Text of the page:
Remember when auto shows used to be fun? When automakers courted their clients in earnest, rather than whatever high-handed cringe they do now with the catering to TikTok youth or whatever it is? Ok, I’m being an old man, but back when I was a kid, it felt like those big corporations were a bit more ambitious about finding out what young people liked. And Toyota’s ostensible “youth brand” Scion once had its finger firmly on the pulse of up-and-coming music.
Scion was in touch with what the young people liked. In the early aughts, Scion courted young people interested in DJs and more underground music; less about that super-produced, super-engineered pop music of the early 2000s. At auto shows, it handed out promotional CDs with mixes from legit DJs with tracks from artists who most certainly wouldn’t have been known to the average new Toyota buyer back then.
The year 2004 was an exciting time for prepubescent elementary school me, and my brothers, much older than I. We all watched Fast and Furious, played Tokyo Xtreme Racer or NFS Underground, we read Initial D mangas. My older brothers, at the time in their early 20s, brought me along to the auto shows like Hot Import Nights or the Cleveland International Auto Show. We’d gawk at the concept cars or mingle and ask questions about someone’s builds. We’d get freebies from automakers stands, and my brothers at the time were target clients for Scion — being young 20-somethings with disposable income, mind you.
Neither of them had any interest in the xA, xB, or tC, but that didn’t stop us from taking all sorts of free crap from the Scion table. Little kids like free stuff, even if they don’t know what it is, and nine-year-old me took a Scion CD Sampler. I thought it would be a computer game, or have some images or something. After walking away from the booth, I realized it was a mixtape — Scion CD Sampler Volume 9 by DJ Haul & Mason.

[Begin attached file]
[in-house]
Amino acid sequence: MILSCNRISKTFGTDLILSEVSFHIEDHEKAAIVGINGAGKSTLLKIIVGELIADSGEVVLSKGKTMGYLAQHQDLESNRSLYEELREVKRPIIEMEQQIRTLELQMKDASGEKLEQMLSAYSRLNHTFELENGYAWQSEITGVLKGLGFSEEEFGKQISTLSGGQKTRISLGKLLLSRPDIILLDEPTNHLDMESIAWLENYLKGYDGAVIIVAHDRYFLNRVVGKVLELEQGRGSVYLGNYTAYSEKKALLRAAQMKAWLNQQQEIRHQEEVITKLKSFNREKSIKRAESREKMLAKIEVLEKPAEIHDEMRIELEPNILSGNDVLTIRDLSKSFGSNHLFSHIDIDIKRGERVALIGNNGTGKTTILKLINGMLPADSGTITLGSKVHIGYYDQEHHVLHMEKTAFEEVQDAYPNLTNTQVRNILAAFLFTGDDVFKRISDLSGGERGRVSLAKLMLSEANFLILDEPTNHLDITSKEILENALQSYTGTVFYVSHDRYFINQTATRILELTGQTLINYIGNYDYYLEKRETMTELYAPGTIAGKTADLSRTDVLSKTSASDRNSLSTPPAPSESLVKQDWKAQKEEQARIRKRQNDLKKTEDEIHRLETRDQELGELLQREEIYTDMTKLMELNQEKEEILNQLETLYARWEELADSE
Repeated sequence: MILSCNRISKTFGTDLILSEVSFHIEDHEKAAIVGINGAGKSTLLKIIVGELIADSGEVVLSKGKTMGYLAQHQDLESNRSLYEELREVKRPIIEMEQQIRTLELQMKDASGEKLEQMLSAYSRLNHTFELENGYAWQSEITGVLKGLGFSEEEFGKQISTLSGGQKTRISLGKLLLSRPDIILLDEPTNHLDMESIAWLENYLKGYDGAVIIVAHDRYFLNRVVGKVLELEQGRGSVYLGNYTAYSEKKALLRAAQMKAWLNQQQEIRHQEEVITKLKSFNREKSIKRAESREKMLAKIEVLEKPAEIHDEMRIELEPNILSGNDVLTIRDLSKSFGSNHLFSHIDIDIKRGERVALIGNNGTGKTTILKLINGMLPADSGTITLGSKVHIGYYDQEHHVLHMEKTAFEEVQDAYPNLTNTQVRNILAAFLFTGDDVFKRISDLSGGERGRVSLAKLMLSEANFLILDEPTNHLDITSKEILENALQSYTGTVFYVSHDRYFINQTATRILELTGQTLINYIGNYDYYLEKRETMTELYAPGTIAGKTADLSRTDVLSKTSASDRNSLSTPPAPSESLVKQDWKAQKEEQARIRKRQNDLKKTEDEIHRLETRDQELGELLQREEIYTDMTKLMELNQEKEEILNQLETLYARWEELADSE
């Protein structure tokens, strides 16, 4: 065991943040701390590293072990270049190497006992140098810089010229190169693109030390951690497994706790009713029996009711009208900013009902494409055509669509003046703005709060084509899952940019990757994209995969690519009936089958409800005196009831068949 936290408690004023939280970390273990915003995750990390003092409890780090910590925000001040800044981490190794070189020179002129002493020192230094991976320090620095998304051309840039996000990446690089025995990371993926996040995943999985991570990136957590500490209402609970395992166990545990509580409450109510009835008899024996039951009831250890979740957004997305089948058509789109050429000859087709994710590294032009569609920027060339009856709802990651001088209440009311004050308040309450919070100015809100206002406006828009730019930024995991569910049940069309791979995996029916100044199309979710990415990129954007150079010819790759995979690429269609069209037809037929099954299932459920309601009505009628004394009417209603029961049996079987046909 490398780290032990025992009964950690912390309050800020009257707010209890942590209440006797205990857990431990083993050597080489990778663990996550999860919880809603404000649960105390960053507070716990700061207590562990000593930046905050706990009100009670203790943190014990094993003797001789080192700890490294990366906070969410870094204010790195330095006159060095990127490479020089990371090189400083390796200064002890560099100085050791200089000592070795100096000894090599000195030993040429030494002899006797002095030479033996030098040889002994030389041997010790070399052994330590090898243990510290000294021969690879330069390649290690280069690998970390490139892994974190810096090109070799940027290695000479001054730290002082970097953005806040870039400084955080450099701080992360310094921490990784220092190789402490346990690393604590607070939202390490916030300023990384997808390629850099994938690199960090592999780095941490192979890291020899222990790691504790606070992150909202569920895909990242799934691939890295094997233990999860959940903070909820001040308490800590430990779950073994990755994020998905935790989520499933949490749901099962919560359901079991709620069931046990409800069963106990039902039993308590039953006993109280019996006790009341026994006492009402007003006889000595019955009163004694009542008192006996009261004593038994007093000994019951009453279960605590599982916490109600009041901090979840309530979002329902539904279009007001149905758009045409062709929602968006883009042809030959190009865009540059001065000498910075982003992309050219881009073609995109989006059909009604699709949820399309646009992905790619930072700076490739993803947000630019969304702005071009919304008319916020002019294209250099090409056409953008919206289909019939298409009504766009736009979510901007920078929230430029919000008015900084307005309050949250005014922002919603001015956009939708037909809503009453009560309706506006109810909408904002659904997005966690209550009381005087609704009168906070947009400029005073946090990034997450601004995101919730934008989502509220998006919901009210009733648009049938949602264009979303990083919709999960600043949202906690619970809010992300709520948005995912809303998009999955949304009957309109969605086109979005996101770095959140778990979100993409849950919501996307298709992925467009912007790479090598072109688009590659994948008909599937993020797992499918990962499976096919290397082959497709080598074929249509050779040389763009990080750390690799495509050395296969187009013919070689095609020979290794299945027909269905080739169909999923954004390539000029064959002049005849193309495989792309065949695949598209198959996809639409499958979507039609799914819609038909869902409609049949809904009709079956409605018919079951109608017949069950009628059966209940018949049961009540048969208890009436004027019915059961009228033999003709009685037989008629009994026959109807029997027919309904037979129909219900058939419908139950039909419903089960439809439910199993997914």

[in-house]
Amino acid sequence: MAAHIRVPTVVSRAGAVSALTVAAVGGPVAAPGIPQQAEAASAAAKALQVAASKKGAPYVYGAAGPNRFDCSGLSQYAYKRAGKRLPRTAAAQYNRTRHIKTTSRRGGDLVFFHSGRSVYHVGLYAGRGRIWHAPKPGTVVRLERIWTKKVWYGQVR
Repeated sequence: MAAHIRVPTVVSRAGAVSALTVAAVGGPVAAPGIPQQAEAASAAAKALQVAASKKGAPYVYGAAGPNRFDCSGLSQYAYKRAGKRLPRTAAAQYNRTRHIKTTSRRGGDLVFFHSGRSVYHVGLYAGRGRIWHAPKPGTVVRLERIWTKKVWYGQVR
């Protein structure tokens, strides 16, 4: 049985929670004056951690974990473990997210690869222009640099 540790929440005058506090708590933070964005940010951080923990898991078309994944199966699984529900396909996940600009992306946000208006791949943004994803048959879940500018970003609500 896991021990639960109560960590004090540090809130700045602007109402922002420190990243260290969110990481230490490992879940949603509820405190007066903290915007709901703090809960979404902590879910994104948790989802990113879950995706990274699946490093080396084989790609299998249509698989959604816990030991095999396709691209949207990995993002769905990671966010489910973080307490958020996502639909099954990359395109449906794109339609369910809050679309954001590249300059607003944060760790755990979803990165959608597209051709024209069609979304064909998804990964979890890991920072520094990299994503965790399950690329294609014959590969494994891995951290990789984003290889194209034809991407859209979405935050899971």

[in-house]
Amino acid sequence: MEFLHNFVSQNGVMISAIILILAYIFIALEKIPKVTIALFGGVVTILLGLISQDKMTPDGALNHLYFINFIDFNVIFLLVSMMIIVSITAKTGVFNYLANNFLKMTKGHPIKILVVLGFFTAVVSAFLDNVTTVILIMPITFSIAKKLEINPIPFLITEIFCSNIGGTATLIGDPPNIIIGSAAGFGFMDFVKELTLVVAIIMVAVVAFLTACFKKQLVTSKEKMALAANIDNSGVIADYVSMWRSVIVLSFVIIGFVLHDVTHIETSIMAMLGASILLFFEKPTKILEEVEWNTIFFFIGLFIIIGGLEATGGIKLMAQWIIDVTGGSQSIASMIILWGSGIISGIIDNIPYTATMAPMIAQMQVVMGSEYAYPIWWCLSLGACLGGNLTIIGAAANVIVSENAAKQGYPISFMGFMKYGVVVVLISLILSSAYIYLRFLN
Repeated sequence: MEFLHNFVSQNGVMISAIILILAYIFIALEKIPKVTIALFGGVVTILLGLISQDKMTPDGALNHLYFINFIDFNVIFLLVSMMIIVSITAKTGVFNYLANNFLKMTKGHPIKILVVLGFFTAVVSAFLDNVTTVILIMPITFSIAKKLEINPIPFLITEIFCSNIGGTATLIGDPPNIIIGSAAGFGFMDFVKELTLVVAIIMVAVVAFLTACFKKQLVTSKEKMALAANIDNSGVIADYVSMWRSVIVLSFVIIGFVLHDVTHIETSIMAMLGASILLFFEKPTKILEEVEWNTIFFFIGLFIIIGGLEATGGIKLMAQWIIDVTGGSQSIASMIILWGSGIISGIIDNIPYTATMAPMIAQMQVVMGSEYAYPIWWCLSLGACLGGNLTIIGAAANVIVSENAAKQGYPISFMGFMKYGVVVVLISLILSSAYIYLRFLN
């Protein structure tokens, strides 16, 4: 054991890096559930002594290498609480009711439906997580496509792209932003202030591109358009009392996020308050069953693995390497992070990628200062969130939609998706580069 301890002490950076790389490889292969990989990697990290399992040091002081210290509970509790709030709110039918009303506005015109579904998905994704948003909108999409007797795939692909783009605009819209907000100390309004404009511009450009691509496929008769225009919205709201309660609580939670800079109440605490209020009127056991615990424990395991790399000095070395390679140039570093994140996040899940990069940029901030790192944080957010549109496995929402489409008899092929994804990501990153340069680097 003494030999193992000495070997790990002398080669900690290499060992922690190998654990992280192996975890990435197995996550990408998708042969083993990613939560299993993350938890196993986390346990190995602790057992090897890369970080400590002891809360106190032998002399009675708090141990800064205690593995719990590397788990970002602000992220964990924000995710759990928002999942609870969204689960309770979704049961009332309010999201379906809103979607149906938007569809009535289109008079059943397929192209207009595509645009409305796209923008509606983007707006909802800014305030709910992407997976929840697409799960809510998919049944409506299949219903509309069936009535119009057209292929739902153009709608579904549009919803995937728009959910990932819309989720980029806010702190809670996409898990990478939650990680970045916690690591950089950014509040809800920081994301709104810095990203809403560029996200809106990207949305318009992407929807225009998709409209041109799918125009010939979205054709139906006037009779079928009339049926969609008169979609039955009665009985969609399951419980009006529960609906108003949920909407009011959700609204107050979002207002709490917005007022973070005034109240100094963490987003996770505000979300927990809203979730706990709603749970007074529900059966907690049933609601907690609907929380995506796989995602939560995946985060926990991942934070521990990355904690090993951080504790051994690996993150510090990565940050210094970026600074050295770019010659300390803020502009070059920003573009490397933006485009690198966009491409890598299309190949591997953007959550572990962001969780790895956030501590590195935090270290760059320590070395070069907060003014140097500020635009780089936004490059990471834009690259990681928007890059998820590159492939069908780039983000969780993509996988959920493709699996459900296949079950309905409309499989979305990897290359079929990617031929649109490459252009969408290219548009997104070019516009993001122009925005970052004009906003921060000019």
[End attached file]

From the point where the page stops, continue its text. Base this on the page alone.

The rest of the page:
I liked the music. But like any nine-year-old, I didn’t know much about music, and Scion wasn’t handing out free video games, so after about a month the Scion CD disappeared and I didn’t care to find out where it went.
When researching for this blog, I searched for the CD’s tracklist, wanting to remember what was on it. I remember liking the music, but I couldn’t remember any artists or specifics about the tracks. Were the tracks actually good, or was I just blinded by fond memories and nostalgia?
Nah, there are some gems on it, and 9-year-old me knew what he had here. There’s RJD2, The Foreign Exchange, Jaylib (a product of J Dilla and Madlib; Madlib is also on this glorious album), artists I wouldn’t discover again and get into until I was in High School or College. And yet here I was, at the age of nine, bopping out to the hottest beats of 2004. That mixtape goes. I mean, it bumps. It’s a genuinely good DJ Mix, full of good Hip Hop beats downtempo electronica, and maybe a sprinkling of Acid Jazz. Scion made at least 26 of these mix CDs, all of them with off-the-beaten-path bangers on them.
I can already smell the comments in my head, “Oh Scion sold to old people! Young people didn’t want weird-looking Toyotas!” Uh-huh, keep saying that. People are still quoting that Reuters article that queried vehicle registrations which to their credit in the article, does not account for parents registering vehicles for their kids, for instance. Toyota insisted that Scion’s median age was somewhere in the mid to early 30s. Whatever the real answer is, distracts from the fact that these Scion mixtapes absolutely bump.
It looks like somebody shared this whole thing as a Spotify playlist, so please, plug in some headphones and enjoy.
COVID seems to be on the downswing, and people are starting to imagine what a post-COVID future will look like, and it seems like the traditional auto show or trade show might be a casualty. That’s a shame, I’m finally in this industry and y’all are shutting down all the things I found fun.
Maybe that Scion mixtape spirit can make its way back somewhere. What would be on a new Scion Mixtape? 100 gecs? SOPHIE? Some random Hyperpop act? It’s fun to think about those things.
Meanwhile, my editor found what looks like a Scion mixtape from as recently as 2010, which you can jam to right here:
And by the way, if you’re on Spotify and want a fresh batch of even more playlists, find our profile and rock out. The Car Autance playlist selection gets pretty diverse.